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The curious case of Public sector enterprises in India

Updated: Apr 1, 2019

On 14th Feb 2018, one of the biggest Public Sector Banks in India (Punjab National Bank) disclosed a fraud involving approximately Rs. 11000 Crores. The magnitude of the scam was big enough to shake investor confidence in the PSBs and PSEs at large. The total reserves reported by PNB for the FY ending 31st mar 2017 stood at approximately Rs. 42000 Crores. A savvy investor should have quickly done the math and realised that close to 26 percent of reserves were being reported as scam /fraud by India's leading PSB.

There was indiscriminate selling in all PSEs irrespective of the quality of earnings and balance sheet. Such heavy selling left many bottom-fishers in a trap.

In this article we try to analyse the underperformance of Nifty PSE index compared to three other major indices: Nifty 50, Nifty Midcap 50 and Nifty Next 50.

1. Price: Book Value ratio chart

In the figure above, we compare the PB ratio of above mentioned 4 indices from 14th Feb 2018 to 14th Feb 2019. The period signifies exactly one year after the PNB fallout. It is evident from the figure above how the PB ratio of Nifty PSE index has been constantly falling after Feb 2018.

The fall looks systematic and planned by big investors and it wouldn't take a genius to figure out that there was a destination to this fall. In the last part of this article, we try to explain our logic for identifying this destination.

2. Price: Earnings ratio chart

Just like the PBV ratio chart, it is clearly evident from the PE ratio chart how investors have paid little premium to the PSEs over other major indices. In the remaining part of this article, we will try to see the reason for this underperformance and to find an investment opportunity in the sector.

Why the sharp fall?

The PNB event clearly rose doubts in the minds of investors as far as the asset quality of PSBs is concerned. There was steep correction in almost all the PSBs and the spillover was quick on the larger PSE space. The investor fraternity probably started doubting the asset quality of PSEs without having any regard for the quality of earnings reported.

Another reason we see that intensified the fall is the Government's ambitious disinvestment target. The investment community was well aware of the Modi Government's focus on sticking to the fiscal deficit target and thereby the importance of achieving the disinvestment numbers. This coupled with the PNB event gave an opportunity to the market participants to get better bargain deals on PSE scrips. This can also be seen as a fight between the opportunist private sector investors and the Government of India for a bigger share in good quality PSEs.

When does this stop?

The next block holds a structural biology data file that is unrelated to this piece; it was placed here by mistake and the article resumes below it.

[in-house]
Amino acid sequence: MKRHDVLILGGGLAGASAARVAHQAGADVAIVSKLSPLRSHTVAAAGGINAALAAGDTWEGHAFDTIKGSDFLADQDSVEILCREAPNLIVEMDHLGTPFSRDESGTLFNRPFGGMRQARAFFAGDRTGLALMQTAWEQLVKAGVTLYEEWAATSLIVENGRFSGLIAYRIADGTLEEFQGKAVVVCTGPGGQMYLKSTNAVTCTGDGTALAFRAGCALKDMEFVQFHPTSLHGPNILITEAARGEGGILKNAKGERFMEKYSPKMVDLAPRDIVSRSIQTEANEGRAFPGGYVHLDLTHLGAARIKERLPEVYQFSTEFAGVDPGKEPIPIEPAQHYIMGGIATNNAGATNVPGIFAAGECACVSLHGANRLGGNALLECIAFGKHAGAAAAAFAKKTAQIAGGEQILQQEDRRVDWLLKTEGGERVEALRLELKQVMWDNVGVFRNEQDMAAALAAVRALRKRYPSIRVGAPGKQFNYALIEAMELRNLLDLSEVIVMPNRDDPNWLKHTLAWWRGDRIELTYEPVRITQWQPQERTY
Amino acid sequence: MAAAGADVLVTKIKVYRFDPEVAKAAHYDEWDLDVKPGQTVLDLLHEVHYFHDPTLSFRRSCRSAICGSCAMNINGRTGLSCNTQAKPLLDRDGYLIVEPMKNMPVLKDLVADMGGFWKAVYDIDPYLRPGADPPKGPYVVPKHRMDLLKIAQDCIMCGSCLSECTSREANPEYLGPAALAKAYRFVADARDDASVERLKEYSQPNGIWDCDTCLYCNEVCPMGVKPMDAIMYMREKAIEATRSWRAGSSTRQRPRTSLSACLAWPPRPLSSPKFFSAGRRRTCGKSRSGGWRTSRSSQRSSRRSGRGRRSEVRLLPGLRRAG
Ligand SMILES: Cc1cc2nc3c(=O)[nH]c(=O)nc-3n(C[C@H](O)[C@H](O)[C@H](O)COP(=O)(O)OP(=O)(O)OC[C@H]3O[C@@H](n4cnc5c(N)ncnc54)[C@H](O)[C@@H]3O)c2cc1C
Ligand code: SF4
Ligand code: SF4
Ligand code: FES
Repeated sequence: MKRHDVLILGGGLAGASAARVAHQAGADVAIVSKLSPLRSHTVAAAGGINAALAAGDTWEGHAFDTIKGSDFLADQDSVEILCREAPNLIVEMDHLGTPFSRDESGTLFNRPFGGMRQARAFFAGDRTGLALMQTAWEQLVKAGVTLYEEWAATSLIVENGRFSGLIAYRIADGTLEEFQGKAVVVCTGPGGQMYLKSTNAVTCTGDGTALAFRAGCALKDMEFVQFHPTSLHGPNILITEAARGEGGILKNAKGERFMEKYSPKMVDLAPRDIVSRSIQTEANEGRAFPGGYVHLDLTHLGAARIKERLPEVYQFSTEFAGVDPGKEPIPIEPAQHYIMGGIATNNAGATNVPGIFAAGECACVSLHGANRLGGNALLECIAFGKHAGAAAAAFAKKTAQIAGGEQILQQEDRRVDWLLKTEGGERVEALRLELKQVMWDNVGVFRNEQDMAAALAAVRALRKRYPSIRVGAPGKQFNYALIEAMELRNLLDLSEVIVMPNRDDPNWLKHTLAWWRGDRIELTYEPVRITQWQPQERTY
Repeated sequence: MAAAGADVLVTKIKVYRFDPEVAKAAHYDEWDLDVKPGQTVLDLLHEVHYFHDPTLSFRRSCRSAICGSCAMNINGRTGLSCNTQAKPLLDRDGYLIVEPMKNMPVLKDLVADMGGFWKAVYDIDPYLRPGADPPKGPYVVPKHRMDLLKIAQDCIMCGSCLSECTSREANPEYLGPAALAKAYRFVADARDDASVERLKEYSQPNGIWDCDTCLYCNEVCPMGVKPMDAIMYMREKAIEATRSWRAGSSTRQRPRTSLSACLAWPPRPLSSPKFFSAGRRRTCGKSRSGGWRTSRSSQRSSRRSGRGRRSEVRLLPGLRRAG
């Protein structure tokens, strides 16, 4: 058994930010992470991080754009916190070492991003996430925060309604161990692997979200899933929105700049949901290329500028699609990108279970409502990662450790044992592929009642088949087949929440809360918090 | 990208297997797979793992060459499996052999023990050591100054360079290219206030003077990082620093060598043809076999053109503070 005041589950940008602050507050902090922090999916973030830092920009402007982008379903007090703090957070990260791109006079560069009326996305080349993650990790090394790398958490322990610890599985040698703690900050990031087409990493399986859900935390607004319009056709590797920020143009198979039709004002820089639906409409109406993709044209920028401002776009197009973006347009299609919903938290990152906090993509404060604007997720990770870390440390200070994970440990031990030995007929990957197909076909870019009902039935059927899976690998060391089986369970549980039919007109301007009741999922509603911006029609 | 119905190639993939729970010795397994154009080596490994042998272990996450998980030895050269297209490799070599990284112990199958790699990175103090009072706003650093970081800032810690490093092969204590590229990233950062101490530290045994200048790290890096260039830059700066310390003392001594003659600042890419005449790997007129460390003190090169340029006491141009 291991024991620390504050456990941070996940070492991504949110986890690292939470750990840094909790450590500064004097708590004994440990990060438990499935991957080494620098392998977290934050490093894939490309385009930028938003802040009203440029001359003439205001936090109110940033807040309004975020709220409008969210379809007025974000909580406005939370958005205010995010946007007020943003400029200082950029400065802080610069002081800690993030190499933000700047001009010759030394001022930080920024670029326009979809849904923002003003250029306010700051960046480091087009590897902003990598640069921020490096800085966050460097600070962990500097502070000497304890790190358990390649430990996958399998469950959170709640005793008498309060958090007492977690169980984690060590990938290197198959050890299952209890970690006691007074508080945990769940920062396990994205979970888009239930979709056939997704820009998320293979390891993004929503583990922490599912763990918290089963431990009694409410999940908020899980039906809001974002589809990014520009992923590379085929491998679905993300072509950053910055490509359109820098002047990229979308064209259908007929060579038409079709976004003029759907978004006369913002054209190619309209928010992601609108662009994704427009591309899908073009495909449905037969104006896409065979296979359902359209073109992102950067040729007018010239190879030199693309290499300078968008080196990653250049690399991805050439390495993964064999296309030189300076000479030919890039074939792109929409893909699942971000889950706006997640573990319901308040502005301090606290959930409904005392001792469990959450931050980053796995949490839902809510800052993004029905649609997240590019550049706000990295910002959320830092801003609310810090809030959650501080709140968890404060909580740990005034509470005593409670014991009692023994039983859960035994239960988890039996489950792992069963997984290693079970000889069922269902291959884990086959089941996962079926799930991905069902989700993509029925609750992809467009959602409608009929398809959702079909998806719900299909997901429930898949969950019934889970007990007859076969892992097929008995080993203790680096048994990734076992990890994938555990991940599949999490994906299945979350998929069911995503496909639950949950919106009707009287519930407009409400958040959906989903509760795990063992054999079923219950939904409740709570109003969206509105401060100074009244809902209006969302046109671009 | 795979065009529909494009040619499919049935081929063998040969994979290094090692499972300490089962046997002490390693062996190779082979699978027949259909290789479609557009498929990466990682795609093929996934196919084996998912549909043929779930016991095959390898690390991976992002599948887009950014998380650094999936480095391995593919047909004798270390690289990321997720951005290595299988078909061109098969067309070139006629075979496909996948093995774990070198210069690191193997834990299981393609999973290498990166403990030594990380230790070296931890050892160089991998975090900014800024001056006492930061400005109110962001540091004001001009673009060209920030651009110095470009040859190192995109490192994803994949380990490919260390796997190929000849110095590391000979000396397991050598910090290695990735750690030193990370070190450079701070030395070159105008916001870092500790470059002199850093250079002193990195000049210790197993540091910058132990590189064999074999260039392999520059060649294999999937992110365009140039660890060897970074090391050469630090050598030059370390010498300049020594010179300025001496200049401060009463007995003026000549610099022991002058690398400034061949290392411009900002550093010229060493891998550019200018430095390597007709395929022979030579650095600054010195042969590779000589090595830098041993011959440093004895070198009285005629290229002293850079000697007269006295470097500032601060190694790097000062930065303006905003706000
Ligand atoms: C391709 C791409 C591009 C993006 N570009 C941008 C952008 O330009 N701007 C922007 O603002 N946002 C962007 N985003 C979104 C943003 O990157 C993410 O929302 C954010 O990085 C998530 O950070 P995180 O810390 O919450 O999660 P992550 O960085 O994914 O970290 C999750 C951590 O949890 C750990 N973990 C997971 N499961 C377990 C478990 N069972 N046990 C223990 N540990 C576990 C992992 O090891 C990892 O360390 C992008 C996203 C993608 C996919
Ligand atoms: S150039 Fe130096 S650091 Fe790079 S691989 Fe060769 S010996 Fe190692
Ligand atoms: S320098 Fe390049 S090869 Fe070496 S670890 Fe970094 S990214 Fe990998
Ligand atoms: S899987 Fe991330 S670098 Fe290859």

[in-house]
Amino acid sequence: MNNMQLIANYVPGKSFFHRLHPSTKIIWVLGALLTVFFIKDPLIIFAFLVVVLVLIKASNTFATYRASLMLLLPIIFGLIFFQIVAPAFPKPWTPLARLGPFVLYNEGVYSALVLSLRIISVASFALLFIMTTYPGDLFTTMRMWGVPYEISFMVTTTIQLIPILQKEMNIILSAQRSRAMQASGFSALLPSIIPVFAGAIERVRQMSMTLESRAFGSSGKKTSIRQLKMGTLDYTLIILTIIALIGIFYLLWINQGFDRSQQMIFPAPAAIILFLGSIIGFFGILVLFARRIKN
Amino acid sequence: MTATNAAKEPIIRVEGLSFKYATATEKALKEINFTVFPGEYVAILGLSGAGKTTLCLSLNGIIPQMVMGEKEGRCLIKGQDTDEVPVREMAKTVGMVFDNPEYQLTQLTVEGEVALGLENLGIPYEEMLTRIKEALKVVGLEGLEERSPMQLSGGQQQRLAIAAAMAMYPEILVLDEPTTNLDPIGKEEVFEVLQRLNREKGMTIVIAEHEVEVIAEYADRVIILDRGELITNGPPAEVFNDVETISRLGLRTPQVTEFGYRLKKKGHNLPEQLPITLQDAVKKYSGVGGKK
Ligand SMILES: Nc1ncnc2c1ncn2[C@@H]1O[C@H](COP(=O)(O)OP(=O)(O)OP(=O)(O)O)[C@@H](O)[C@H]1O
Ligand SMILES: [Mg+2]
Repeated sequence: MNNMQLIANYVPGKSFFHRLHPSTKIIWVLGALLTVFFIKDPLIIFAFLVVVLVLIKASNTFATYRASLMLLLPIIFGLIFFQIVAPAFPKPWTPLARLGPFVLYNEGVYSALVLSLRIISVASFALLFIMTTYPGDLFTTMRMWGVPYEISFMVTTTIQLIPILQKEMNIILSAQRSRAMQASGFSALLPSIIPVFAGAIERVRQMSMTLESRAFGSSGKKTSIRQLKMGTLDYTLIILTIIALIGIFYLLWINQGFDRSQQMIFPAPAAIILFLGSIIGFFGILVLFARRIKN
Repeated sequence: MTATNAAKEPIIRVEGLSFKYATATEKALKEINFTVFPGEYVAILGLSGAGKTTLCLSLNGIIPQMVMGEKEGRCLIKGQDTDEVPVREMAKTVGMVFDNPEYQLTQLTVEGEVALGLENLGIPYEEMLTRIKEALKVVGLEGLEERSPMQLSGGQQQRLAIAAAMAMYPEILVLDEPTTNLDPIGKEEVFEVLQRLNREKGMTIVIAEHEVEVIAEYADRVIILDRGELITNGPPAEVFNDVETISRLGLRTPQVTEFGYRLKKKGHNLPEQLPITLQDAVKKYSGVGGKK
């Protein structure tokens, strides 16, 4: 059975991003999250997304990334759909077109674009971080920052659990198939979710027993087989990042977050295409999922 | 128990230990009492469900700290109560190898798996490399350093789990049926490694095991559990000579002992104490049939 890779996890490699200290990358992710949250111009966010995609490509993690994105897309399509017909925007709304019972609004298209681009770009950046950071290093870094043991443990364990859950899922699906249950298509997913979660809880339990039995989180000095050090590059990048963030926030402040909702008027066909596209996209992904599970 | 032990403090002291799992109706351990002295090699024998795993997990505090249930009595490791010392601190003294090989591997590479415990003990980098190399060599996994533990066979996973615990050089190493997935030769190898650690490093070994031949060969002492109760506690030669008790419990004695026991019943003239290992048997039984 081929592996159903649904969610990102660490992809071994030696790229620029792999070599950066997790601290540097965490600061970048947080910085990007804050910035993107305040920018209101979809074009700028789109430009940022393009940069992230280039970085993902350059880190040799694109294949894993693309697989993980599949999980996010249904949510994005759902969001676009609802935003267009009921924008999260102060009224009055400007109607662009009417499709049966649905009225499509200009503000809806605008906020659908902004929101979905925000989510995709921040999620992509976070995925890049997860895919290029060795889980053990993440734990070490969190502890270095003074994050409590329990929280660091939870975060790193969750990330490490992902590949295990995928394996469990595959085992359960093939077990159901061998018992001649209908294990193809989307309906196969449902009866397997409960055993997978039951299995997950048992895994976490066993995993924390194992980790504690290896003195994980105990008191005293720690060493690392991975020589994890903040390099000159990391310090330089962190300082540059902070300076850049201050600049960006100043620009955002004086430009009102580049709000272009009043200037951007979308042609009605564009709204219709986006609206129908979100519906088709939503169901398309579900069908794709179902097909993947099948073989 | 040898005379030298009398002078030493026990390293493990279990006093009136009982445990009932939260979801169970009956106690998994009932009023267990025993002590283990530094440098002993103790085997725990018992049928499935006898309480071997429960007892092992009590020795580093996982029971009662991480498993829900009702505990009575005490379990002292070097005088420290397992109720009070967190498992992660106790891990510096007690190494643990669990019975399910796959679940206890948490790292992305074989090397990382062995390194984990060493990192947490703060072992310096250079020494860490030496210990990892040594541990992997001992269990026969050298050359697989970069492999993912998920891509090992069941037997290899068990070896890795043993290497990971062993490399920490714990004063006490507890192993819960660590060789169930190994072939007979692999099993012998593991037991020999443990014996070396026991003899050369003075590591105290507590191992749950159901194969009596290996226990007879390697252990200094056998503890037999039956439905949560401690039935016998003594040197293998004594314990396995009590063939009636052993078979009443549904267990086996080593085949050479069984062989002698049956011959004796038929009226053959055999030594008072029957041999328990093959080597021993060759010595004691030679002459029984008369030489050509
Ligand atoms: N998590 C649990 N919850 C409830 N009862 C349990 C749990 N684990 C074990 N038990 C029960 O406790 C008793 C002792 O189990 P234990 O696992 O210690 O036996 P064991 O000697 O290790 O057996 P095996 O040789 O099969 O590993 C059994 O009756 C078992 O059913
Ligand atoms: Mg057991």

We at Tequity Investing have interacted with many clients who are interested in investing in good PSE scrips. We know how retail investors lost their money during this fall. As observed from the PBV chart, the sector has taken a bound back from a PBV ratio of 1.3. This number close to 1 is significant, however investors waiting for a PBV below 1 would probably just keep waiting and never get the stock in their hands. A PBV ratio for the sector below 1 means the assets owned by the Government are trading at a discount to their value. What does this speak about the world's largest democracy who is aiming for consistently retaining the fastest growing economy tag? Will an ambitious Modi Government allow this vital ratio to fall below the critical mark or will they take timely steps to restore investor confidence?

We try to figure out a probable bottom for the Nifty PSE sector as a whole.

a. The case of divergence (the price top)

We have taken 1st Jan 2014 as a base for calculating the convergence and divergence. This date is vital as the new Government was about to take charge in next few months. As can be seen from the above table, on 26th Oct 2017, the Nifty PSE index made a top and after that it has been consolidating. The divergence in important ratios is worth observing where the EPS has been a laggard significantly.

b. The case of convergence (a probable bottom?)

On 22nd Feb 2019, the index has made a bottom (atleast as on date). We may not see this number on the index in the near future. As can be observed from the table above, the important parameters have shown the most convergence after Jan 2014. In our experience, such convergences are well indicative of a bottom in a sector.

Supportive facts

The Convergence in ratios well coincides with following important factors which make the case of a bottom stronger:

  • Good numbers being reported by heavy weight like Coal India and ONGC

  • Upcoming elections which will most likely lead to a pre-election rally

  • The bounce from a PBV close to 1

  • Confirmation on various technical indicators on price charts.

What we advice our clients?

Tequity believes in spotting value in sectors/individual stocks. However, we do not keep holding stocks indiscriminately in our Techno-fundamental portfolio. We are quick in acknowledging losses. As usual, we advice to invest in good quality stocks with suitable stoploss. We standby our belief of keeping a balance between pragmatism and idealism.

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